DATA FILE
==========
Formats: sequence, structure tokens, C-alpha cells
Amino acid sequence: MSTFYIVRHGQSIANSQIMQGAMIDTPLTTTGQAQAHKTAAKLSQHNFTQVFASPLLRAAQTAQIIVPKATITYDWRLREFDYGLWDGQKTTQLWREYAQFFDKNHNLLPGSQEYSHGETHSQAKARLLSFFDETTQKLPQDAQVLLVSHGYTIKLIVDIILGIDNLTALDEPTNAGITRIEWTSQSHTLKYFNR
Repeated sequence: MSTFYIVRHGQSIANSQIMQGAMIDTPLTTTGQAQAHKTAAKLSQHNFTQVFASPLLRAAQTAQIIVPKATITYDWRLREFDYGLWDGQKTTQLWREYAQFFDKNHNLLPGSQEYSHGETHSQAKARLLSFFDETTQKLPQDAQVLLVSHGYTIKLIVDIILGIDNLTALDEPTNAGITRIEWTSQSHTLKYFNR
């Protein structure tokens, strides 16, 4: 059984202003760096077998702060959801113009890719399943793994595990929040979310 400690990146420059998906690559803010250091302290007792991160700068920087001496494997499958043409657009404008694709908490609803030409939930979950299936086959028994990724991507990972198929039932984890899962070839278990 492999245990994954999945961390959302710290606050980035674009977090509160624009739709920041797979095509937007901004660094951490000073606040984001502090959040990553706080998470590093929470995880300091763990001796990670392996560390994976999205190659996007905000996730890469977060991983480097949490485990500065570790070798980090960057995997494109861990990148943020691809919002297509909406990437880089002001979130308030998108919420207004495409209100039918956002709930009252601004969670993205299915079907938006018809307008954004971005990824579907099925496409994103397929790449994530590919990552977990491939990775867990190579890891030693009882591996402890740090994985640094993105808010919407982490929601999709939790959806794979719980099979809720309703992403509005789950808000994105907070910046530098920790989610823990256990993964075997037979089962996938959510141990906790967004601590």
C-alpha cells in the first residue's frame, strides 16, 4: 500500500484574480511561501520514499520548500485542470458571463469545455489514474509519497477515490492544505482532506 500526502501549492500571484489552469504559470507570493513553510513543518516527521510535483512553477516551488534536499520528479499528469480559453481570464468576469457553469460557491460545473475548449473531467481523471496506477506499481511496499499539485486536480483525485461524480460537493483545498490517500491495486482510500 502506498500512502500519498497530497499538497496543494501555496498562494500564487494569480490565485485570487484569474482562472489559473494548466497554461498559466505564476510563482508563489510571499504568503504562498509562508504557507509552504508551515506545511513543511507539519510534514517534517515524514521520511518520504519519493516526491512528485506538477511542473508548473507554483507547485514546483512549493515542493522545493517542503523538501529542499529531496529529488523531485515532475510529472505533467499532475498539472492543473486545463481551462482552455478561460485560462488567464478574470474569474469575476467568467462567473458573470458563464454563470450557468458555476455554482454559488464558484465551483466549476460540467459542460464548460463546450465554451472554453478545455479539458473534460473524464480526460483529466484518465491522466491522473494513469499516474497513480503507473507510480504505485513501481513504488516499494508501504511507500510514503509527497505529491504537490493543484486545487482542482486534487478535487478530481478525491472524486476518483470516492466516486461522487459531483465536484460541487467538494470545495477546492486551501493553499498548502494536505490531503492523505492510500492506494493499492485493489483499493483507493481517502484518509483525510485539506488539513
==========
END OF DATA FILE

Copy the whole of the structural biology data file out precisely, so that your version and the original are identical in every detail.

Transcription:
Formats: sequence, structure tokens, C-alpha cells
Amino acid sequence: MSTFYIVRHGQSIANSQIMQGAMIDTPLTTTGQAQAHKTAAKLSQHNFTQVFASPLLRAAQTAQIIVPKATITYDWRLREFDYGLWDGQKTTQLWREYAQFFDKNHNLLPGSQEYSHGETHSQAKARLLSFFDETTQKLPQDAQVLLVSHGYTIKLIVDIILGIDNLTALDEPTNAGITRIEWTSQSHTLKYFNR
Repeated sequence: MSTFYIVRHGQSIANSQIMQGAMIDTPLTTTGQAQAHKTAAKLSQHNFTQVFASPLLRAAQTAQIIVPKATITYDWRLREFDYGLWDGQKTTQLWREYAQFFDKNHNLLPGSQEYSHGETHSQAKARLLSFFDETTQKLPQDAQVLLVSHGYTIKLIVDIILGIDNLTALDEPTNAGITRIEWTSQSHTLKYFNR
């Protein structure tokens, strides 16, 4: 059984202003760096077998702060959801113009890719399943793994595990929040979310 400690990146420059998906690559803010250091302290007792991160700068920087001496494997499958043409657009404008694709908490609803030409939930979950299936086959028994990724991507990972198929039932984890899962070839278990 492999245990994954999945961390959302710290606050980035674009977090509160624009739709920041797979095509937007901004660094951490000073606040984001502090959040990553706080998470590093929470995880300091763990001796990670392996560390994976999205190659996007905000996730890469977060991983480097949490485990500065570790070798980090960057995997494109861990990148943020691809919002297509909406990437880089002001979130308030998108919420207004495409209100039918956002709930009252601004969670993205299915079907938006018809307008954004971005990824579907099925496409994103397929790449994530590919990552977990491939990775867990190579890891030693009882591996402890740090994985640094993105808010919407982490929601999709939790959806794979719980099979809720309703992403509005789950808000994105907070910046530098920790989610823990256990993964075997037979089962996938959510141990906790967004601590």
C-alpha cells in the first residue's frame, strides 16, 4: 500500500484574480511561501520514499520548500485542470458571463469545455489514474509519497477515490492544505482532506 500526502501549492500571484489552469504559470507570493513553510513543518516527521510535483512553477516551488534536499520528479499528469480559453481570464468576469457553469460557491460545473475548449473531467481523471496506477506499481511496499499539485486536480483525485461524480460537493483545498490517500491495486482510500 502506498500512502500519498497530497499538497496543494501555496498562494500564487494569480490565485485570487484569474482562472489559473494548466497554461498559466505564476510563482508563489510571499504568503504562498509562508504557507509552504508551515506545511513543511507539519510534514517534517515524514521520511518520504519519493516526491512528485506538477511542473508548473507554483507547485514546483512549493515542493522545493517542503523538501529542499529531496529529488523531485515532475510529472505533467499532475498539472492543473486545463481551462482552455478561460485560462488567464478574470474569474469575476467568467462567473458573470458563464454563470450557468458555476455554482454559488464558484465551483466549476460540467459542460464548460463546450465554451472554453478545455479539458473534460473524464480526460483529466484518465491522466491522473494513469499516474497513480503507473507510480504505485513501481513504488516499494508501504511507500510514503509527497505529491504537490493543484486545487482542482486534487478535487478530481478525491472524486476518483470516492466516486461522487459531483465536484460541487467538494470545495477546492486551501493553499498548502494536505490531503492523505492510500492506494493499492485493489483499493483507493481517502484518509483525510485539506488539513